Monday, October 24, 2016
Does your house need attention?
Why not give it a facelift? Refinancing your home could be the answer.

The Tax Facts of Home Equity Loans

Home Equity Loans > The Tax Facts of Home Equity Loans
Date: 04/21/2007    The Tax Facts of Home Equity Loans

Home equity loans have been extremely popular financing options with homeowners for over a decade now. These loans involve turning the accrued equity in one’s home into cash for various other financial ventures.  Home equity loans use the home as collateral, meaning if you are unable to repay the loan for any reason, the mortgage lender may be able to repossess your house and sell it to recover the loan losses. Yet even with this risk, the default rate on home equity loans has remained quite low over the years because the loan amounts and repayment schedules are generally manageable.

One of the reasons for the popularity of these equity-based loans versus non-secured bank loans is that the Internal Revenue System allows homeowners to deduct the interest on home equity loans. (Interest on regular loans is not tax-deductible.) In fact, the government permits married tax filers to fully deduct interest on home equity loans that are as much as $100,000. Those who are single or are filing jointly may deduct the interest on home equity loans totaling $50,000 or less.

If you are contemplating taking out some cash to finance an upcoming project or event, you should figure out how the tax benefits of home equity loans could help you. First, you need to determine whether or not you would even profit from itemizing your deductions rather than simply taking the standard deduction. Usually it is those in the higher tax brackets that benefit most from taking the home equity tax deductions. Tax deductions come mostly from home loan interest (including first mortgages and home equity loans,) state and property taxes, and charitable contributions. The standard deduction for those married and filing jointly is $7,200. A head of household can deduct up to $6,350, and those married but filing separately get a standard deduction of $3,600. Single individuals get a $4,300 tax deduction. If these standard deductions total more than your combined deductions, you may not benefit much tax-wise from a home equity loan.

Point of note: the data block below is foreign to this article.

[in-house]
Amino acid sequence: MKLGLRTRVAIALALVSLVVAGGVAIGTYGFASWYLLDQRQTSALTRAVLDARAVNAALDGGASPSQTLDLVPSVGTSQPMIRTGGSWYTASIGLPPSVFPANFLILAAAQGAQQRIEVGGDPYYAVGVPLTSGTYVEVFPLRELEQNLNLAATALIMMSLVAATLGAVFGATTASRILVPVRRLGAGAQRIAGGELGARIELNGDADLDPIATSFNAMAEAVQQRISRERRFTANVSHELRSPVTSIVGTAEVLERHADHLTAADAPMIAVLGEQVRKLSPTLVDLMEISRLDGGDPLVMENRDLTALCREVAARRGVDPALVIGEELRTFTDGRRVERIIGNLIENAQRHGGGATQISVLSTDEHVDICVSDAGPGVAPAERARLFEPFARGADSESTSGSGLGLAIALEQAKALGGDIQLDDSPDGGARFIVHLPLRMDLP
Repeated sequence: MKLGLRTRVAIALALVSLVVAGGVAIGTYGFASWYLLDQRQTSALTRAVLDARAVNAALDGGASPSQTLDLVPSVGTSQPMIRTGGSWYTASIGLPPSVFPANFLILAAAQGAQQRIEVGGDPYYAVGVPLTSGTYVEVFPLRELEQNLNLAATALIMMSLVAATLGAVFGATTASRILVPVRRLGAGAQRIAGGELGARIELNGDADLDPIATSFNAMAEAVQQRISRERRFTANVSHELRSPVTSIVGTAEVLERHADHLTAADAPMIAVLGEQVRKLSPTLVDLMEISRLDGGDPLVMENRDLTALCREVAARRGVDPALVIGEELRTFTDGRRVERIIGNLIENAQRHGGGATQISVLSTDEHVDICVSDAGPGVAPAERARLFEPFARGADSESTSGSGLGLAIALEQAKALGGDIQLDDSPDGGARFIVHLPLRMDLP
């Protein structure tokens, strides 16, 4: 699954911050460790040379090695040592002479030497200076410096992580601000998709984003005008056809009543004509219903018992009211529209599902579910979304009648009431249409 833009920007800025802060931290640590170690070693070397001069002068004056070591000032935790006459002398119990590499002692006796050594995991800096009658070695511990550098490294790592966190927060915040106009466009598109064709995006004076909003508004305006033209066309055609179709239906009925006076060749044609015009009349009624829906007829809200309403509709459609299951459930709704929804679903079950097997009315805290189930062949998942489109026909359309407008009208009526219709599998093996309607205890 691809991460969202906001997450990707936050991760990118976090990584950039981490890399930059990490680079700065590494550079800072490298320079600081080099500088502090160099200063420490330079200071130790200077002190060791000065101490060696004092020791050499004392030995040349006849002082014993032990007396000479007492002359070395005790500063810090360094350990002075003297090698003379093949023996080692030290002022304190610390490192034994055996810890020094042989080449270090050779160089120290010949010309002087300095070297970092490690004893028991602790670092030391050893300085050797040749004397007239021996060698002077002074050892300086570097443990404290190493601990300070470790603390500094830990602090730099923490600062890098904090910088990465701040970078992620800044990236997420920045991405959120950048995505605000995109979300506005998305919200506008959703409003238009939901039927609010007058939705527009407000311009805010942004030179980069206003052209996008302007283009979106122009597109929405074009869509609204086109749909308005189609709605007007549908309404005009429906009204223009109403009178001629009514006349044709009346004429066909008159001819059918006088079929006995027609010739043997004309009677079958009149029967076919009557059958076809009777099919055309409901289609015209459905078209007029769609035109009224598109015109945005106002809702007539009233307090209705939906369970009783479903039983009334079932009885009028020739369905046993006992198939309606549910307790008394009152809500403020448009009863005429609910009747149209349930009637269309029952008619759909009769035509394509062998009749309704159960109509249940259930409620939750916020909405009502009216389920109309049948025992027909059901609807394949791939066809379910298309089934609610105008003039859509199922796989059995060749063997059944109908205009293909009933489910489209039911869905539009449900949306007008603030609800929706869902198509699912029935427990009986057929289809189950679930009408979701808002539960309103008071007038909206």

If your personal deductions add up to more than the standard deduction though, you will want to know more about how home equity loan interest tax rules. The interest you pay each year on your loan is deductible in that year, just like with your first home mortgage. Any points you pay are also deductible, but this amount must be amortized (or spread) over the entire course of the loan, meaning you only get to deduct a part of your points each year you have the loan. If you refinance the loan or simply pay it off early, you can deduct the complete balance of those points in that year.

Be aware, however, that there are certain exceptions to home equity loan tax deductions. You are not allowed to deduct interest paid on home equity mortgages that are tied to any other property than your first or second home. Also, if you take out a loan that exceeds the amount of equity you have in the house, you are not permitted to deduct any of the interest paid on the difference between the value of the house and the mortgage balance.

Be sure to consult your trusted tax professional for more specific information on your situation. It is nice to know, however, that a home equity loan may doubly benefit you; you get both cash for your needs immediately and tax deductions to save you money in the long run!